2008 Lawrence A. Wien Prize Awarded
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November 18, 2008 (NEW YORK) – Columbia Law School gave its annual Lawrence A. Wien Prize for Social Responsibility to Ellen V. Futter ’74 and Judge Gerard E. Lynch ’75 today at the Rainbow Room at Rockefeller Center. Remarks by the honorees, by Wien’s granddaughter Cynthia Malkin Blumenthal and by Dean David M. Schizer all recognized the influence of family .
While Futter and Lynch have used their law degrees to pursue very different careers, both spoke with humor and warmth about their connection to Columbia Law School and both rooted their work in public service to the families that raised them.
Futter, whose father Victor Futter ’42 taught at the Law School, whose daughter Anne Shutkin is a 2008 graduate and whose daughter Elizabeth will matriculate in 2009, called the Law School “near and dear to my heart.” She said her lawyer father instilled in her a “fundamental admonition to tell the truth,” and she called being a lawyer “a grand tradition and a noble profession.”
|Ellen Futter '74 (center) with her daughters Anne Shutkin '08 (left) and Elizabeth Shutkin '12.
Cynthia Malkin Blumenthal, Lawrence Wien’s granddaughter, made introductory remarks at the awards luncheon. She described Wien’s highest purpose as serving the public good. “He would be honored and thrilled by today’s recipients,” she said, and closed with, “I urge all of us to live up to my grandfather’s belief that anything is possible if we all work on it together.”
Ellen Futter graduated from Barnard in 1971 and from Columbia Law School in 1974. Despite telling the audience, “I was raised to be a to be a law firm associate,” she worked for one year as an associate at Milbank, Tweed, Hadley & McCloy and then served as Barnard’s president for the next 13 years, the youngest person ever to head a major U.S. college.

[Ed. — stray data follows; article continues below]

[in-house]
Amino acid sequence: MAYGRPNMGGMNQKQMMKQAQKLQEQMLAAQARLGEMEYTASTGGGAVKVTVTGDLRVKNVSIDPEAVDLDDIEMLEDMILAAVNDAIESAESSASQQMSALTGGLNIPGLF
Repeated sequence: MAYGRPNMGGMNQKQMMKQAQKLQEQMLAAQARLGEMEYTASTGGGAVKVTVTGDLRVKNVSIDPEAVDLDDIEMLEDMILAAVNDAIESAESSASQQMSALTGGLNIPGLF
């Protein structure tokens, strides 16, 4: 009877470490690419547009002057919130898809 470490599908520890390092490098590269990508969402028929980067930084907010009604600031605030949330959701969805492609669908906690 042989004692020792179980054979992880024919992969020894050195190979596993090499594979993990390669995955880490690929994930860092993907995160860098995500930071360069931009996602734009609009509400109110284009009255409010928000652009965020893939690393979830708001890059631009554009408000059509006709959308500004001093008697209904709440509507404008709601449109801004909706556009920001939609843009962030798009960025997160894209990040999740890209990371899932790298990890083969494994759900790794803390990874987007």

Futter left Barnard in 1993 to become the president of the American Museum of Natural History where, among other accomplishments, she has spearheaded the construction of the Rose Center for Earth and Space and has doubled the number of annual visitors. She serves as a director on a number of corporate and non-profit boards including JPMorgan Chase and Memorial Sloan Kettering Cancer Center. She is also a fellow of the American Academy of Arts and Sciences and a member of the Council on Foreign Relations.
Judge Lynch said in accepting his Wien Prize, “I do what I do simply because that was the way I was brought up. I always knew to do the right thing,” he said, but at Columbia Law School, “I learned the importance of doing it right.”
|Gerard Lynch '75 (left) accepts the Wien Prize for Social Responsibility from Dean David M. Schizer.
Lynch, the Paul J. Kellner Professor of Law at Columbia Law School, has been a judge for the Southern District on New York since 2000. He graduated from Columbia University in 1972 and from the Law School in 1975. After clerkships with Judge Wilfred Feinberg and Justice William J. Brennan, Jr., he joined the Columbia Law School faculty in 1977. He received the student-voted Willis Reese Award for Excellence in Teaching in 1994 and in 1997 received the University-wide President's Award for Outstanding Teaching, the first Law School faculty recipient of the prize.
The Lawrence A. Wien Prize For Social Responsibility honors individual attorneys who, like Lawrence Wien ’27, put their resources and legal skills to work for the public good. The recipients serve as positive role models for both the profession and law students. The prize, established in 1982 at both the Law and Business Schools, is bestowed annually with the participation of the Wien family. Since 1996, in consultation with Mr. Wien’s descendents, the award has been bestowed solely by the Law School.
Columbia Law School, founded in 1858, stands at the forefront of legal education and of the law in a global society. Columbia Law School joins traditional strengths in international and comparative law, constitutional law, administrative law, business law and human rights law with pioneering work in the areas of intellectual property, digital technology, sexuality and gender, and criminal law.